If none of the above files existed in your WordPress theme root or the page being loaded was not specific to any WordPress template, WordPress knows to look for the aforementioned index.php. It is your generic, fallback template.

Again, you’ll want to take a good look at the WordPress Template Hierarchy for a deeper understanding of the order of operations for these files. WordPress knows exactly what to look for based solely on file names.

While there are many instances where other files will still be served before the index file, for the sake of simplicity in our theme, it’s index’s time to shine.

Within the index.php there’s a loop just like the other template files. However, this loop goes on to call the content.php which serves as the generic content file. It’s very similar to the content files called by your single and page templates. However, it is designed to cover all bases no matter the type of page being loaded.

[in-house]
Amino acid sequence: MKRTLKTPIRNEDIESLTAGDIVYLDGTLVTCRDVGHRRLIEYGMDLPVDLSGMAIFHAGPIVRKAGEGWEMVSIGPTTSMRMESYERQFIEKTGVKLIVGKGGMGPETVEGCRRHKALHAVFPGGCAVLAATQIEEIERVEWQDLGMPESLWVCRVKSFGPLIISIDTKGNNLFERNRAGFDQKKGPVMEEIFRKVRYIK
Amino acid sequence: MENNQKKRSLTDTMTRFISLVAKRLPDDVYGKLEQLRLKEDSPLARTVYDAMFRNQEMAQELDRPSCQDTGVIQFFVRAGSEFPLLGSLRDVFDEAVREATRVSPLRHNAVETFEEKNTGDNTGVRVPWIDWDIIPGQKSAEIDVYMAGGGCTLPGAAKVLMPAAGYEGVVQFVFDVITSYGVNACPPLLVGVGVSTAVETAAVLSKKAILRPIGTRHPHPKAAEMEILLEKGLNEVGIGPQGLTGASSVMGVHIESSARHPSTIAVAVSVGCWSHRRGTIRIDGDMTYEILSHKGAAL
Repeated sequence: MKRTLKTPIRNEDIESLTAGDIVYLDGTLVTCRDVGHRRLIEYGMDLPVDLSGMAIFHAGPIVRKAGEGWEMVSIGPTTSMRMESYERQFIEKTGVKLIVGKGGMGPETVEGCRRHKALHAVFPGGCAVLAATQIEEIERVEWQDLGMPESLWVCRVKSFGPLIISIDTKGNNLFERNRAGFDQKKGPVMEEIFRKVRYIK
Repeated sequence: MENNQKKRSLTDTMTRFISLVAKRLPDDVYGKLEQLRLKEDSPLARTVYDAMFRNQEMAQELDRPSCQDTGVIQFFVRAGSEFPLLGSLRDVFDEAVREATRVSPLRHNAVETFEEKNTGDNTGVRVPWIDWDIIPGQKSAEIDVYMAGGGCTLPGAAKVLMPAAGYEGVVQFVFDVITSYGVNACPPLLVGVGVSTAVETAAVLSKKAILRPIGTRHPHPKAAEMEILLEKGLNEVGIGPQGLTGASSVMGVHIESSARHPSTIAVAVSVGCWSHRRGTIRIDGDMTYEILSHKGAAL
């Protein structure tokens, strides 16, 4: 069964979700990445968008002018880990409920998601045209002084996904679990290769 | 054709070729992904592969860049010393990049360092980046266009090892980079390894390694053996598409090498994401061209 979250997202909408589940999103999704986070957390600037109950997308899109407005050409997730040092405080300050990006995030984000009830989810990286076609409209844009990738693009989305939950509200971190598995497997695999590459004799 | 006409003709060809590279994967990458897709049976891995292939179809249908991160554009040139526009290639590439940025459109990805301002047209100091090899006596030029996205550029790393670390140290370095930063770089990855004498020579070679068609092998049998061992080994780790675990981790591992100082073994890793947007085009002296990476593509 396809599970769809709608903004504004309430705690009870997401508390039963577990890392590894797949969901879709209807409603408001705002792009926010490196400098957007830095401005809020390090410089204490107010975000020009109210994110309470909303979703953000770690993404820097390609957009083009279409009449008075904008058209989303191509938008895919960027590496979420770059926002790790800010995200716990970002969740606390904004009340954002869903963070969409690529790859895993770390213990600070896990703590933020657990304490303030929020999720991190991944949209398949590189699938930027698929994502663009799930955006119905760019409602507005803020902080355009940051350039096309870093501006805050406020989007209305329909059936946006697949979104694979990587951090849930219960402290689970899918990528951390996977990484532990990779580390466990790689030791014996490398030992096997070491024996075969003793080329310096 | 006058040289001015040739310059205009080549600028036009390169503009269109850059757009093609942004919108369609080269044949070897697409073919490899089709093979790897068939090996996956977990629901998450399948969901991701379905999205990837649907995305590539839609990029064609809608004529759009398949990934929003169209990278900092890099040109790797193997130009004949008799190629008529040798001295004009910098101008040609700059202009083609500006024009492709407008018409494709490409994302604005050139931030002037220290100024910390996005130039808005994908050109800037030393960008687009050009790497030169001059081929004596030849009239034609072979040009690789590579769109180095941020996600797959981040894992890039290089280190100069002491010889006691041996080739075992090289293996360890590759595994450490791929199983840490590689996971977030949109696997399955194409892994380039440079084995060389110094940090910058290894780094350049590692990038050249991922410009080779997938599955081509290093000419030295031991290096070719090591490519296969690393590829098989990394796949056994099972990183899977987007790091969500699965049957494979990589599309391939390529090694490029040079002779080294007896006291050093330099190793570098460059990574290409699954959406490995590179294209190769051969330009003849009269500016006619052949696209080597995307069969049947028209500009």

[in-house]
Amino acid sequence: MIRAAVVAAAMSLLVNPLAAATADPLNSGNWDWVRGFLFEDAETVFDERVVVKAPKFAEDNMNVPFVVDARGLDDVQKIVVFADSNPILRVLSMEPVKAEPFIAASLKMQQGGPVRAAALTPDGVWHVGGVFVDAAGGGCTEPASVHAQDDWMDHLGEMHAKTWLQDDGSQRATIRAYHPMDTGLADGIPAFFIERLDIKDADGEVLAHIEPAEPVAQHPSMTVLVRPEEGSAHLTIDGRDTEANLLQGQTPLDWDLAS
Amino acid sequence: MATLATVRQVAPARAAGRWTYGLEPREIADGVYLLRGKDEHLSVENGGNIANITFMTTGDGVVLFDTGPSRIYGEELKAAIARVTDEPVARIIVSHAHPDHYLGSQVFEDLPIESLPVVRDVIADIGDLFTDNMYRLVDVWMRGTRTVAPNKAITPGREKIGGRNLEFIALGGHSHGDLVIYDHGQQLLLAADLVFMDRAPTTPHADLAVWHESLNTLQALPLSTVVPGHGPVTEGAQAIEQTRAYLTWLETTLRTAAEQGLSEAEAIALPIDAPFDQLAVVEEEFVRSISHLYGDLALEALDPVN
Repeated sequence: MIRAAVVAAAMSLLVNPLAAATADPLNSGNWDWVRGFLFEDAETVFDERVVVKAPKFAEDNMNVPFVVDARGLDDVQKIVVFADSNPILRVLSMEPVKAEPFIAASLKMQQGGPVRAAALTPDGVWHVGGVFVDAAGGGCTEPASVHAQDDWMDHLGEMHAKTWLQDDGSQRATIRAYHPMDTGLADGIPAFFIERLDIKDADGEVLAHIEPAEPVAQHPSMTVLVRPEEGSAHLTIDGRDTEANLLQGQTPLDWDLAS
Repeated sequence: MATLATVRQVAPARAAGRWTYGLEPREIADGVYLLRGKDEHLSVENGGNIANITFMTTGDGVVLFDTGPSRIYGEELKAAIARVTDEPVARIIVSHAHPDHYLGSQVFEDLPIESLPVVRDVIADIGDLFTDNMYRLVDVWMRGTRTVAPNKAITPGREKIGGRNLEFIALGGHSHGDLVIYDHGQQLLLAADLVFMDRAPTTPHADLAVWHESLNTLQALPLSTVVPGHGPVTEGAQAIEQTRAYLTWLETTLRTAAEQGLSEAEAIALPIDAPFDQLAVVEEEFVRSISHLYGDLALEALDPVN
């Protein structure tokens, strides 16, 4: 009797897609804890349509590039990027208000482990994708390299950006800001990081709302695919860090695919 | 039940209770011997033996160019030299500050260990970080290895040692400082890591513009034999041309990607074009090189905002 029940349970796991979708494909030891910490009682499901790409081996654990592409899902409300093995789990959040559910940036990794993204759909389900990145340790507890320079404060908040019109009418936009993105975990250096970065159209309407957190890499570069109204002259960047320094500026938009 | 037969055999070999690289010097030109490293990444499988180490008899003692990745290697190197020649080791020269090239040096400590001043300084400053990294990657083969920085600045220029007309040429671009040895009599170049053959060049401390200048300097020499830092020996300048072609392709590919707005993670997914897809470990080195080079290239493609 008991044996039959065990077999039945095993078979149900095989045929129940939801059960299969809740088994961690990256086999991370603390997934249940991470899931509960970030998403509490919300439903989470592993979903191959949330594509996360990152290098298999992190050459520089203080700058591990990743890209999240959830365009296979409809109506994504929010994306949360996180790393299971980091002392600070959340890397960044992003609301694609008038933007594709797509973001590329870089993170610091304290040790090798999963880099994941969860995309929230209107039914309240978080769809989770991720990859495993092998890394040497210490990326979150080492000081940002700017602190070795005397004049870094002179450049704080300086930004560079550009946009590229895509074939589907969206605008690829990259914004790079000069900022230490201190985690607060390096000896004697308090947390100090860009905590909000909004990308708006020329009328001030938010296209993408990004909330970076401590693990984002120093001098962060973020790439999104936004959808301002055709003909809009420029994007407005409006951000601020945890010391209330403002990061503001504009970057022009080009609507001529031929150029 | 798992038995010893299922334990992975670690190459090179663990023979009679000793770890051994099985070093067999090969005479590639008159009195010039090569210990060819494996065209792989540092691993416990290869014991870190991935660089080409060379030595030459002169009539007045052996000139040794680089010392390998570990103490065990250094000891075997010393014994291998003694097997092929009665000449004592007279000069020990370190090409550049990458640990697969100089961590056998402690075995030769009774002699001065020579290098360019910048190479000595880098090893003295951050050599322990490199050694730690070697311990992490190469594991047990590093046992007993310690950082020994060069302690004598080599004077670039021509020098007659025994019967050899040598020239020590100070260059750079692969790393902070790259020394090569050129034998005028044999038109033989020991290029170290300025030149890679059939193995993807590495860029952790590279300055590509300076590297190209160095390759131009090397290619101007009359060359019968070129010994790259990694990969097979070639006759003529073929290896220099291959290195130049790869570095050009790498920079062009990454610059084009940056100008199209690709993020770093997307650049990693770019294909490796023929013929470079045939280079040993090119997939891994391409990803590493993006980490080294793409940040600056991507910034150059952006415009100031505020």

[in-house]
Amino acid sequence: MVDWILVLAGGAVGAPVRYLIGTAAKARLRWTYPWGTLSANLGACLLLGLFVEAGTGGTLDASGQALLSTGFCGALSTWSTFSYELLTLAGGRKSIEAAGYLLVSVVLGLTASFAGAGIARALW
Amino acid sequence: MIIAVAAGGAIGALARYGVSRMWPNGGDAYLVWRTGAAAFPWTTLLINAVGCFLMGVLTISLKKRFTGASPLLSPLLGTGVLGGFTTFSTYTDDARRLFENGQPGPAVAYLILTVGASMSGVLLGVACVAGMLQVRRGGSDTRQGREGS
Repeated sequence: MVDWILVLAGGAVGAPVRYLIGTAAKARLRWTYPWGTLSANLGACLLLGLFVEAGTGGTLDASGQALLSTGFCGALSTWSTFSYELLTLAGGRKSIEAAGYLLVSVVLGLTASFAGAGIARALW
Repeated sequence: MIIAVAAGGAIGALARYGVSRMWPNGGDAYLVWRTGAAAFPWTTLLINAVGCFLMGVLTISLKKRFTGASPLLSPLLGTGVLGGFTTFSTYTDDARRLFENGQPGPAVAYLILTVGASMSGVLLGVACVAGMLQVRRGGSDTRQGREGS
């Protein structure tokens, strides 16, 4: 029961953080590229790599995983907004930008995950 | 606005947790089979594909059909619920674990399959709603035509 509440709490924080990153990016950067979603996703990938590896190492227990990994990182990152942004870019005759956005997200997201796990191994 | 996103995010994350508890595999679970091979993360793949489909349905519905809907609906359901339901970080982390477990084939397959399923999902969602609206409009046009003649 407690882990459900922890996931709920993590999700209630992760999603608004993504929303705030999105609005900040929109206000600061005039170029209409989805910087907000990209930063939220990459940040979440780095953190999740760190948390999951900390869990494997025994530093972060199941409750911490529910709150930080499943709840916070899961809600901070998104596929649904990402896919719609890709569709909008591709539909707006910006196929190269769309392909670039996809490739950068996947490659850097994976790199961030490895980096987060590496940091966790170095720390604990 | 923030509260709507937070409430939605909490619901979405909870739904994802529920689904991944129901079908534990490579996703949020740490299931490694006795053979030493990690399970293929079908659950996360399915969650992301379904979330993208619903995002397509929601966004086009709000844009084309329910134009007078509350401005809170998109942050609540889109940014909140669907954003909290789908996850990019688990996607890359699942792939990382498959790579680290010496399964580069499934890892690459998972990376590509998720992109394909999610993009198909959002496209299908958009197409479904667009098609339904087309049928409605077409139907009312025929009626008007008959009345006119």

For most themes, the blog home (where the feed is displayed) depends on the index file. That’s the case with Underscores.

layout-pagesSo what happens if the blog has no published posts yet? Instead of the index file calling the content file, it will call the content-none.php file instead.

It’s very simple logic. All of the files mentioned above create the main site structure in WordPress.

The header, footer, and sidebar are considered to be static. The content changes based on the type of page being loaded. Simple stuff.

With the entire HTML structure of your theme in place, there are a few other files that either your template files or WordPress will call on. Let’s discuss those.

Comments Template Function

The comments.php is responsible for the display of your comments, pings, and comment form. Though you typically only see comments on WordPress posts, they are prepared to display on WordPress pages as well.